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Bioinspiration & Biomimetics

Jacques Duysens, Arturo Forner-Cordero
This paper provides an update on the neural control of bipedal walking in relation to bioinspired models and robots. It is argued that most current models or robots are based on the construct of a symmetrical CPG (central pattern generator). However, new evidence suggests that CPG functioning is basically asymmetrical with its flexor half linked more tightly to the rhythm generator. The stability of bipedal gait, which is an important problem for robots and biological systems, is also addressed. While it is not possible to determine how biological biped systems guarantee stability, robot solutions can be useful to propose new hypothesis for biology...
August 15, 2018: Bioinspiration & Biomimetics
Ning Li, Tie Yang, Peng Yu, Junling Chang, Liao Zhao, Xingang Zhao, Imad H Elhajj, Ning Xi, Lianqing Liu
Stroke has become the leading cause of disability and the second-leading cause of mortality worldwide. Dyskinesia complications are the major reason of these high death and disability rates. As a tool for rapid motion function recovery in stroke patients, exoskeleton robots can reduce complications and thereby decrease stroke mortality rates. However, existing exoskeleton robots interfere with the wearer's natural motion and damage joints and muscles due to poor human-machine coupling. In this paper, a novel ergonomic soft bionic exoskeleton robot with 7 degrees of freedom was proposed to address these problems based on the principles of functional anatomy and sports biomechanics...
August 8, 2018: Bioinspiration & Biomimetics
Deepa Kodali, Chang-Kwon Kang
This corrigendum provides a correction to the manuscript. We show that a higher order fluid-structure interaction term that accounts for the transversal flow oscillations, induced by the compliant motion of the airfoil, leads to the Theodorsen's lift equation with a sign reversal for one of the terms. This modified Theodorsen's equation was used in the manuscript.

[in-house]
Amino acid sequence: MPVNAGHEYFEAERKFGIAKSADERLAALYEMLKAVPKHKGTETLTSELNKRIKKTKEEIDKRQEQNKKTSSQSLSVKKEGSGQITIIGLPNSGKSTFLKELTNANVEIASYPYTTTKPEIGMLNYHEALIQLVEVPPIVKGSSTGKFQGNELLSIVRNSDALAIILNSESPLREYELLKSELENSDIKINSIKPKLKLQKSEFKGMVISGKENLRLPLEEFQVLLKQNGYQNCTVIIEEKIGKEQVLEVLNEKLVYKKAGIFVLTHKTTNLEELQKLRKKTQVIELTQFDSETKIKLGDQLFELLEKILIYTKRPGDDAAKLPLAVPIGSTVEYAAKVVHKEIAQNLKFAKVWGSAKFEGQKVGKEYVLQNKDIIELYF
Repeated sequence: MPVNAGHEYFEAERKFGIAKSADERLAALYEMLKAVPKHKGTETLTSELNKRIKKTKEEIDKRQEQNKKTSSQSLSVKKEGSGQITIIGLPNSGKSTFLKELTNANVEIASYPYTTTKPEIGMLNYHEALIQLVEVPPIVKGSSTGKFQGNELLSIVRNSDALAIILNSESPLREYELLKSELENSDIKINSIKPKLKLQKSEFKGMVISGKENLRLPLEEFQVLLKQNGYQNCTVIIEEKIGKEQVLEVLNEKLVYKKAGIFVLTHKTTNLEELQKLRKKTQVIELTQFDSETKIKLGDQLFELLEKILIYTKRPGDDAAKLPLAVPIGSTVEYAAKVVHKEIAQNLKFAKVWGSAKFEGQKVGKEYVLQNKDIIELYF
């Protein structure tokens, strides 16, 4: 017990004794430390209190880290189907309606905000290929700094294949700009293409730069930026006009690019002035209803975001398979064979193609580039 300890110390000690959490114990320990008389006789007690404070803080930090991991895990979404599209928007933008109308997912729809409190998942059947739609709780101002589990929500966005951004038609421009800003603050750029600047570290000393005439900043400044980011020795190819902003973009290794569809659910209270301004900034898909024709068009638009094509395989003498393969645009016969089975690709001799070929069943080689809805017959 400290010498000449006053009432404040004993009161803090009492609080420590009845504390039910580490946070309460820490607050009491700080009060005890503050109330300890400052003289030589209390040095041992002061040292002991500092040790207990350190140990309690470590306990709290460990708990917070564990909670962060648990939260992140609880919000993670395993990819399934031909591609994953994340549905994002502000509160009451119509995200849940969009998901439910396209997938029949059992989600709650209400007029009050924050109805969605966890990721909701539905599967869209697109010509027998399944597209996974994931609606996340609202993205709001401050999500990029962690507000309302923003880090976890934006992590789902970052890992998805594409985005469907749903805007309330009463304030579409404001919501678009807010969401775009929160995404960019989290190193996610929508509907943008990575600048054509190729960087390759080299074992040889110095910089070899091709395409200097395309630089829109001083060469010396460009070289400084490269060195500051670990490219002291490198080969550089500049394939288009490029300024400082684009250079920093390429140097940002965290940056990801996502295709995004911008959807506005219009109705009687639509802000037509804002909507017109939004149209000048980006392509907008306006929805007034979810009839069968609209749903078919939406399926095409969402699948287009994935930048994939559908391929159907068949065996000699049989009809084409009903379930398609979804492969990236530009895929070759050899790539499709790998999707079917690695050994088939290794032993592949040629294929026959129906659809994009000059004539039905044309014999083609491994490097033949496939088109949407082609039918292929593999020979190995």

August 7, 2018: Bioinspiration & Biomimetics
William Thielicke, Eize Jan Stamhuis
In aircraft propellers that are used to propel aircraft forward at some speed, propeller blade twist is important to make the individual propeller 'wings' operate at a relatively constant effective angle of attack over the full span. Wing twist is sometimes also assumed to be essential in flapping flight, especially in bird flight. For small insects, it has however been shown that wing twist has little effect on the forces generated by a flapping wing. The unimportance of twist was attributed to the prominent role of unsteady aerodynamic mechanisms...
July 25, 2018: Bioinspiration & Biomimetics
Sehyeong Oh, Haecheon Choi
A predictive model of the drag coefficient for a revolving wing at low Reynolds number is suggested. Unlike the previous model (Wang et al 2016 J. Fluid Mech. 800 688-719), the present model includes a viscous drag on the wing from laminar boundary layer theory and thus predicts the drag force more accurately at low angles of attack and low Reynolds numbers. Also, in determining the model constants, we consider the attack angle of π/4 at which the resultant force on the wing is assumed to be perpendicular to the wing chord...
August 8, 2018: Bioinspiration & Biomimetics
L Roque, J Alopaeus, Claudia Reis, P Rijo, J Molpeceres, E Hagesaether, I Tho, Catarina Reis
Oral candidiasis is an important opportunistic fungal infection and polyenes and azoles are still the most used antifungal agents. However, the oral absorption resulting from most available treatments is generally poor and, consequently, a very high frequency of administrations of antifungal agents is strongly required. Therefore, the major challenge is to improve the retention of the antifungal agents in buccal mucosa, and the encapsulation into mucoadhesive systems may be considered as a possible strategy to achieve this objective...
August 8, 2018: Bioinspiration & Biomimetics
William Stewart, Warren Weisler, Marc MacLeod, Thomas Powers, Aaron Defreitas, Richard Gritter, Mark Anderson, Kara Peters, Ashok Gopalarathnam, Matthew Bryant
This paper looks to the natural world for solutions to many of the challenges associated with the design of fixed-wing cross-domain vehicles. One example is the common murre, a seabird that flies from nesting locations to feeding areas, dives underwater to catch prey and returns. This hunting expedition provides an outline of a possible mission for a cross-domain vehicle. While the challenges of cross-domain vehicles are many, the focus of this paper was on buoyancy management and propulsion. Potential solutions to each challenge, inspired by multiple animals that cross between aerial and underwater domains, are investigated...